EU – End-to-End Crypto Plan Puts Europe On Collision Course With UK

Proposed draft legislation [see here] by European Parliament’s Committee on Civil Liberties, Justice, and Home Affairs [LIBE] potentially puts EU at loggerheads with the UK over the encryption debate. The proposals, which could enforce the use of end-to-end encryption as an extension of individual privacy, look to enshrine “a high level of protection of individuals with regard to their fundamental rights of private life and data protection” into European law. As such, Theresa May’s government, which has expressed concerns about the use of encryption, may find itself on a collision course with European legislators over internet privacy rights. The recommendation by European Parliament MEPs comes as the UK government – in addition to beginning Brexit negotiations has called for more power over the internet, including the possibilities of weakening encryption and being able to place backdoors into devices. [ZDNet]

EU Developments

EU – WP29 Fire Warning Shots Ahead of First Privacy Shield Review

Europe’s data protection chiefs have fired a warning shot across the bows of the executive body of the Union ahead of the first annual review of the EU-US Privacy Shield. The Article 29 Working Party set out a series of concerns about Privacy Shield as far back as April 2016. They’re now gearing up for the annual review, due to take place in the US in September, and today say they’ve sent the EC a letter setting out their views and recommendations, and reserving the right to publish their own report “subject to the outcome of the Joint Review and the report of the Commission”. The WP29 describes the forthcoming review as “a fact-finding mission in order to collect the relevant information and necessary evidence to assess the robustness of the Privacy Shield”. [see 2 pg PDF here] [TechCrunch]

EU – EU Deals Theresa May Encryption Setback as MEPs Propose Ban on Government Backdoors

EU MEPs have tabled laws that would forbid countries in the EU from breaking the electronic protection that prevents security services from reading messages sent via WhatsApp. The plans would also impose obligations on tech companies that do not currently apply encryption to messages to do so. The proposals would be a major setback to Theresa May’s election pledge that terrorists should have no “safe space” to conspire online, and threatens existing security legislation that requires companies to remove encryption where possible. The proposals, from MEPs on the European Parliament’s Civil Liberties, Justice and Home Affairs Committee[LIBE], have been tabled as amendments to draft EU privacy legislation. The proposals will first have to be approved by MEPs and scrutinised by the EU Council. As well as hampering any attempts to access encrypted messages, the rules could also imperil the Investigatory Powers Act [see here and here], [Telegraph.co] See also: [Highlights of the draft LIBE report on the ePrivacy Reg | EU Parliament Wants Stronger Privacy in e-Communications Proposal]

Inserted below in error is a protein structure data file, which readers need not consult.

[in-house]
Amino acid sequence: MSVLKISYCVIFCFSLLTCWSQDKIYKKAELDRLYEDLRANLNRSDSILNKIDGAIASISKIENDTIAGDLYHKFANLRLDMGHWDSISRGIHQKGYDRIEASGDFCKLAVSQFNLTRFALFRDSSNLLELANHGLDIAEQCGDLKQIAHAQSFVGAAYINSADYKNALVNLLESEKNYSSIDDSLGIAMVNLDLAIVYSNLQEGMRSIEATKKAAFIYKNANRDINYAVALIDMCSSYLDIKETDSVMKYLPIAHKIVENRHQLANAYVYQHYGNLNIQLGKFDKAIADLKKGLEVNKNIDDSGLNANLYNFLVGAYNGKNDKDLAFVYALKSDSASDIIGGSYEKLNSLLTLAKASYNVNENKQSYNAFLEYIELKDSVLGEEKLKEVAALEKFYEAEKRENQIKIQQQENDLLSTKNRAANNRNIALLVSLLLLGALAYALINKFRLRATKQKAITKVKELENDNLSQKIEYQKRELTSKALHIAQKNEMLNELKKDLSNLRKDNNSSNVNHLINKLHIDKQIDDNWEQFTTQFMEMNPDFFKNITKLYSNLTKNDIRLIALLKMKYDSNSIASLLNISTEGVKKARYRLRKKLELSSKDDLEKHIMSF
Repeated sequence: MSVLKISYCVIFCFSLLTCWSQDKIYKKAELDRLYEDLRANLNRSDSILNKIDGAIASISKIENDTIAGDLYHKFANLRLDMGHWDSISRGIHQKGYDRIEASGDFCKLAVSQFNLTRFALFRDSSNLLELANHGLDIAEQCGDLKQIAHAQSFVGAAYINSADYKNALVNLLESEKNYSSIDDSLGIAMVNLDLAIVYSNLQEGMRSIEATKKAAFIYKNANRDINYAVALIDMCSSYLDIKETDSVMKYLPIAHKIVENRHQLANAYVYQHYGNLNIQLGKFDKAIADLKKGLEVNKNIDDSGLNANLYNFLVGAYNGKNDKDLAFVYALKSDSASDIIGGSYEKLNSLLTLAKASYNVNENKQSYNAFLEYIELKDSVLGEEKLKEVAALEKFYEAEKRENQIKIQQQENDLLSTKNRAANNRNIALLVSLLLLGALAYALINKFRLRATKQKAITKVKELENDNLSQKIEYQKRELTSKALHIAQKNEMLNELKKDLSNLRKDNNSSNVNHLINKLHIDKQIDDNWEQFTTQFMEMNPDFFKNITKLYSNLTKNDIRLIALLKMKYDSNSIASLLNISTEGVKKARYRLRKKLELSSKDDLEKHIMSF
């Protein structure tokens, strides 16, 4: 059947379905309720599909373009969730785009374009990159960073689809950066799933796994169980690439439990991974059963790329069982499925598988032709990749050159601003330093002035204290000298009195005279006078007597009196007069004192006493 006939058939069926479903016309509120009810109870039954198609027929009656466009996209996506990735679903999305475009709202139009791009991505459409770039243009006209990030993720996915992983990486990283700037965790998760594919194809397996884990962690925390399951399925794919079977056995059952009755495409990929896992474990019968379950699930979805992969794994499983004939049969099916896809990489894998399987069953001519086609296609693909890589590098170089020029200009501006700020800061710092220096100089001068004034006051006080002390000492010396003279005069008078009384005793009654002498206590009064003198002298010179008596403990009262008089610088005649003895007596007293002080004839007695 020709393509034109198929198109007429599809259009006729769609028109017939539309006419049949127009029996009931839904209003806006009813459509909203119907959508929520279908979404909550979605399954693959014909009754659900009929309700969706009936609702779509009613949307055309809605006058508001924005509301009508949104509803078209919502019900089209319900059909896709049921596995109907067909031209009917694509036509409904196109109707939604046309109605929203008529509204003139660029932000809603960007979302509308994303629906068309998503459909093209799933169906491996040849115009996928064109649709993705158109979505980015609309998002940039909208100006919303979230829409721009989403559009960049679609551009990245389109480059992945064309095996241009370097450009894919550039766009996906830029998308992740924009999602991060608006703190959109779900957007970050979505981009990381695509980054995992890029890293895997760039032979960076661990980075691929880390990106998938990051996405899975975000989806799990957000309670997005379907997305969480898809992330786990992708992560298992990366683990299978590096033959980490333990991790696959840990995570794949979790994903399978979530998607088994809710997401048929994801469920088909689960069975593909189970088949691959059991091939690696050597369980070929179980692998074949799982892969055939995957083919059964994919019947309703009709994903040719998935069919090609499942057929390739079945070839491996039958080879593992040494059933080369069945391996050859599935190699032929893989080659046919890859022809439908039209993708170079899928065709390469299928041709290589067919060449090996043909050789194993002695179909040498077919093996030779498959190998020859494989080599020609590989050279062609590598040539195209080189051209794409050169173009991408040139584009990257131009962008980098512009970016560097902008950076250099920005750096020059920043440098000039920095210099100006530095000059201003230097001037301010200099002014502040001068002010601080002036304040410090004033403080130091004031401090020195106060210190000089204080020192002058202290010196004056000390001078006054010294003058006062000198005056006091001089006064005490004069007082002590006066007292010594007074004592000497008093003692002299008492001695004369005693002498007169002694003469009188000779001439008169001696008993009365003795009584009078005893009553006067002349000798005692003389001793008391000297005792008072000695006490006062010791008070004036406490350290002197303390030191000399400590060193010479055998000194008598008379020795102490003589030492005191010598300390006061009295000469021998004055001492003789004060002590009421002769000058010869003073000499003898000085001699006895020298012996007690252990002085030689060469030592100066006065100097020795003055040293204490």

EU – Parliamentary Committee is Concerned About Technical Neutrality, Cookie and Tracking Provisions

An EU parliamentary committee has issued its rapporteur’s opinion and recommendations on the proposed ePrivacy Regulation. The Regulation is narrowly focused on browsers, making a strict distinction between first and third party cookies that is not future proof; the impact on privacy of a cookie should be based on its purpose, the types of data it collects and how the collected data is shared. Data emitted by terminal equipment and collected to enable to connect to another device should not occur, even if there is a sign informing users of the tracking area; this creates a risk of fears and anxiety among end-users without providing them with the ability to opt-out of being tracked. [European Parliament Committee on Industry, Research and Energy – Draft Opinion for the Committee on Civil Liberties, Justice and Home Affairs on the ePrivacy Regulation]

EU – Proposed Regulation Does Not Protect Communications Content and Metadata